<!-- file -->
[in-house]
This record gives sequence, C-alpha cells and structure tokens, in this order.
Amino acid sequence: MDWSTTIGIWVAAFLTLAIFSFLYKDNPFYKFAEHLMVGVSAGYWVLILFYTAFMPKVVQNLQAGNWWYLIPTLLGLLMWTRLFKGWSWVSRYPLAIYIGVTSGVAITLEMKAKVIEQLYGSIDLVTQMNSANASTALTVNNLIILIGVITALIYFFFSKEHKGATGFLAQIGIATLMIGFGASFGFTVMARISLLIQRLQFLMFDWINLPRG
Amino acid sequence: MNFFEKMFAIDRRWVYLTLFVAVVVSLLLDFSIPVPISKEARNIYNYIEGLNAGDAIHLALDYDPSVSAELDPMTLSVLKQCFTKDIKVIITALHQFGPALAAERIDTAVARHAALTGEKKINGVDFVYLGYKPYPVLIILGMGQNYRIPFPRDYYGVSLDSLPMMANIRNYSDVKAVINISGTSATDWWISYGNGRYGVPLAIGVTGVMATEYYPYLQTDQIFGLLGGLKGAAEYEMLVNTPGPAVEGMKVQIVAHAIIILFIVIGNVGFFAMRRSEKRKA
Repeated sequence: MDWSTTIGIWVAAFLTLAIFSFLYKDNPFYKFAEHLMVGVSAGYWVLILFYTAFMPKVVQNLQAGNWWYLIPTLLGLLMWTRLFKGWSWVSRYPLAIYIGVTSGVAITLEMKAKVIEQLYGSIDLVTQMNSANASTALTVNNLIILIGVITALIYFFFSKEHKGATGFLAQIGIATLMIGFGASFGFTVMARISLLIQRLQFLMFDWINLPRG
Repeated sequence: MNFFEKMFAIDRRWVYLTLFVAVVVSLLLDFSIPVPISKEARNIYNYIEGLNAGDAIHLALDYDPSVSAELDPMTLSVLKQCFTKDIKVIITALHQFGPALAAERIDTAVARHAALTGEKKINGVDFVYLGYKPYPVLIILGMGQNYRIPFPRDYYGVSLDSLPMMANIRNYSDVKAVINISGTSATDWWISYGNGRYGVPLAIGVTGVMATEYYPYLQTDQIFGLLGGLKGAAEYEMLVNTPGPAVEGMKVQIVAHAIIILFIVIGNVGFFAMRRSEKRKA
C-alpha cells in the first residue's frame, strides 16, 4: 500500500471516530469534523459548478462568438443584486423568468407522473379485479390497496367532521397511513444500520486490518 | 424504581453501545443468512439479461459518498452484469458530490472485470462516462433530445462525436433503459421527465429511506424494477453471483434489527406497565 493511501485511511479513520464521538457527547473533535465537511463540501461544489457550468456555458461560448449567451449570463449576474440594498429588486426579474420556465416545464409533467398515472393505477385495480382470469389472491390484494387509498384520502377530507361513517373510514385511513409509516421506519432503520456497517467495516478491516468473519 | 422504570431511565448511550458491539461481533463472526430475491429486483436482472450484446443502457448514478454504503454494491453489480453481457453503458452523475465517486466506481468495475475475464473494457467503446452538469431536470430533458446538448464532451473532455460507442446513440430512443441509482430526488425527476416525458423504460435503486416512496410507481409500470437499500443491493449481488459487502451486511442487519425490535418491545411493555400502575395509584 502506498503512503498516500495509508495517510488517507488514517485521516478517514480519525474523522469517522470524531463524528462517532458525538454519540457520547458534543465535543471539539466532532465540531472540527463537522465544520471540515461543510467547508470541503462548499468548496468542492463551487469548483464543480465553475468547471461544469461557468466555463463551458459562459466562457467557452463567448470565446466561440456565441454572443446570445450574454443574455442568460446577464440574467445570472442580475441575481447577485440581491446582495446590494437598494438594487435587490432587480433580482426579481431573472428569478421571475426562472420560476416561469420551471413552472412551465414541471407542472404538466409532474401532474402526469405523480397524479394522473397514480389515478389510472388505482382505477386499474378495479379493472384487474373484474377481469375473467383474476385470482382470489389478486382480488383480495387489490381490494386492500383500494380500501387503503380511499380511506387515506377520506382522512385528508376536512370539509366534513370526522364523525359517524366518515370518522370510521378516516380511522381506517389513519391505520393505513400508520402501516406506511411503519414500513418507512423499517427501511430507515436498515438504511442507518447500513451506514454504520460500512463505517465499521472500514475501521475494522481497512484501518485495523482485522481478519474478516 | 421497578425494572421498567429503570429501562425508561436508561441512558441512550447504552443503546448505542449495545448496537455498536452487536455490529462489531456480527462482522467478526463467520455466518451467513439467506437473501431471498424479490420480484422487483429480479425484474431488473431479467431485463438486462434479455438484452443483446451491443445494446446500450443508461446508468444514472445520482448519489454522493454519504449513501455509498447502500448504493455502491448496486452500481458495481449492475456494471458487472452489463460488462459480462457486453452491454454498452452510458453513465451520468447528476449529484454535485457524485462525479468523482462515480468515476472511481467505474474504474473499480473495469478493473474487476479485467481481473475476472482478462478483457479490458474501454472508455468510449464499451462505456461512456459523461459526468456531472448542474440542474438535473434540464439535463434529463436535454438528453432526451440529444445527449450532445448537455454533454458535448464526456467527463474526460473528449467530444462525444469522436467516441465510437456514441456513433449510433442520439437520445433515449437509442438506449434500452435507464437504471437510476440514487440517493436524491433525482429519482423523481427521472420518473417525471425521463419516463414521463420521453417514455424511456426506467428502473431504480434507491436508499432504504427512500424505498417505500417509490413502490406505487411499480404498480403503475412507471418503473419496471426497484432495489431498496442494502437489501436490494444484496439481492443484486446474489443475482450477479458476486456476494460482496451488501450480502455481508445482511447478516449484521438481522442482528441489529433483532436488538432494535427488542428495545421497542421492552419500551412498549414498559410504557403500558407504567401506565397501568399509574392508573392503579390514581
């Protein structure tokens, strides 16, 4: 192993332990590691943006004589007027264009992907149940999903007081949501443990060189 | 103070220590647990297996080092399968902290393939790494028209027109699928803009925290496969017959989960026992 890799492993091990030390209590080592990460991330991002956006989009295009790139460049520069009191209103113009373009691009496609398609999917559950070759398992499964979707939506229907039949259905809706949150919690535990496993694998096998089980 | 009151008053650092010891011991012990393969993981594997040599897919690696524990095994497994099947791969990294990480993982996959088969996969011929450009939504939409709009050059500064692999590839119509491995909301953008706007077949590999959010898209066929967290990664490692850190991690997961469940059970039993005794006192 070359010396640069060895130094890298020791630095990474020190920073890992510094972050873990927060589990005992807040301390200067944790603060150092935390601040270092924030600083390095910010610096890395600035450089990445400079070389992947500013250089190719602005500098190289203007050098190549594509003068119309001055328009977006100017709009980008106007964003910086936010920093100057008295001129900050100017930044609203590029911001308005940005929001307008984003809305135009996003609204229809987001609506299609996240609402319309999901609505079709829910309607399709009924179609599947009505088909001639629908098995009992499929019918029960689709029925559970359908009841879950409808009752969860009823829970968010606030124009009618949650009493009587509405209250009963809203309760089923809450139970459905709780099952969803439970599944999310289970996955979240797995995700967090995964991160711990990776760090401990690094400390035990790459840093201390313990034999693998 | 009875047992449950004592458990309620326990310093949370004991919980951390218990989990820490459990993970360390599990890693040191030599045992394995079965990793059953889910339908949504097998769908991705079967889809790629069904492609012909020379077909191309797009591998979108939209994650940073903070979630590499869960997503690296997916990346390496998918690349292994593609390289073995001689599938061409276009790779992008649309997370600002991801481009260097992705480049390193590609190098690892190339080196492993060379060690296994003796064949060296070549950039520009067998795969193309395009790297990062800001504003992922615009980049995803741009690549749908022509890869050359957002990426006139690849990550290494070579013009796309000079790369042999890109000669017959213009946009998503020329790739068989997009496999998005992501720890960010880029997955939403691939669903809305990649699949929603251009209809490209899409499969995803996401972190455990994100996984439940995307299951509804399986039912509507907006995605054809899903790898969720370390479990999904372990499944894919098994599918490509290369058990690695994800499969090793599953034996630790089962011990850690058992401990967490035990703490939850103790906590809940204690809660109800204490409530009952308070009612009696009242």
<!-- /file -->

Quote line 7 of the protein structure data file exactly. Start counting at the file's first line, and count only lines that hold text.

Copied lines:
C-alpha cells in the first residue's frame, strides 16, 4: 500500500471516530469534523459548478462568438443584486423568468407522473379485479390497496367532521397511513444500520486490518 | 424504581453501545443468512439479461459518498452484469458530490472485470462516462433530445462525436433503459421527465429511506424494477453471483434489527406497565 493511501485511511479513520464521538457527547473533535465537511463540501461544489457550468456555458461560448449567451449570463449576474440594498429588486426579474420556465416545464409533467398515472393505477385495480382470469389472491390484494387509498384520502377530507361513517373510514385511513409509516421506519432503520456497517467495516478491516468473519 | 422504570431511565448511550458491539461481533463472526430475491429486483436482472450484446443502457448514478454504503454494491453489480453481457453503458452523475465517486466506481468495475475475464473494457467503446452538469431536470430533458446538448464532451473532455460507442446513440430512443441509482430526488425527476416525458423504460435503486416512496410507481409500470437499500443491493449481488459487502451486511442487519425490535418491545411493555400502575395509584 502506498503512503498516500495509508495517510488517507488514517485521516478517514480519525474523522469517522470524531463524528462517532458525538454519540457520547458534543465535543471539539466532532465540531472540527463537522465544520471540515461543510467547508470541503462548499468548496468542492463551487469548483464543480465553475468547471461544469461557468466555463463551458459562459466562457467557452463567448470565446466561440456565441454572443446570445450574454443574455442568460446577464440574467445570472442580475441575481447577485440581491446582495446590494437598494438594487435587490432587480433580482426579481431573472428569478421571475426562472420560476416561469420551471413552472412551465414541471407542472404538466409532474401532474402526469405523480397524479394522473397514480389515478389510472388505482382505477386499474378495479379493472384487474373484474377481469375473467383474476385470482382470489389478486382480488383480495387489490381490494386492500383500494380500501387503503380511499380511506387515506377520506382522512385528508376536512370539509366534513370526522364523525359517524366518515370518522370510521378516516380511522381506517389513519391505520393505513400508520402501516406506511411503519414500513418507512423499517427501511430507515436498515438504511442507518447500513451506514454504520460500512463505517465499521472500514475501521475494522481497512484501518485495523482485522481478519474478516 | 421497578425494572421498567429503570429501562425508561436508561441512558441512550447504552443503546448505542449495545448496537455498536452487536455490529462489531456480527462482522467478526463467520455466518451467513439467506437473501431471498424479490420480484422487483429480479425484474431488473431479467431485463438486462434479455438484452443483446451491443445494446446500450443508461446508468444514472445520482448519489454522493454519504449513501455509498447502500448504493455502491448496486452500481458495481449492475456494471458487472452489463460488462459480462457486453452491454454498452452510458453513465451520468447528476449529484454535485457524485462525479468523482462515480468515476472511481467505474474504474473499480473495469478493473474487476479485467481481473475476472482478462478483457479490458474501454472508455468510449464499451462505456461512456459523461459526468456531472448542474440542474438535473434540464439535463434529463436535454438528453432526451440529444445527449450532445448537455454533454458535448464526456467527463474526460473528449467530444462525444469522436467516441465510437456514441456513433449510433442520439437520445433515449437509442438506449434500452435507464437504471437510476440514487440517493436524491433525482429519482423523481427521472420518473417525471425521463419516463414521463420521453417514455424511456426506467428502473431504480434507491436508499432504504427512500424505498417505500417509490413502490406505487411499480404498480403503475412507471418503473419496471426497484432495489431498496442494502437489501436490494444484496439481492443484486446474489443475482450477479458476486456476494460482496451488501450480502455481508445482511447478516449484521438481522442482528441489529433483532436488538432494535427488542428495545421497542421492552419500551412498549414498559410504557403500558407504567401506565397501568399509574392508573392503579390514581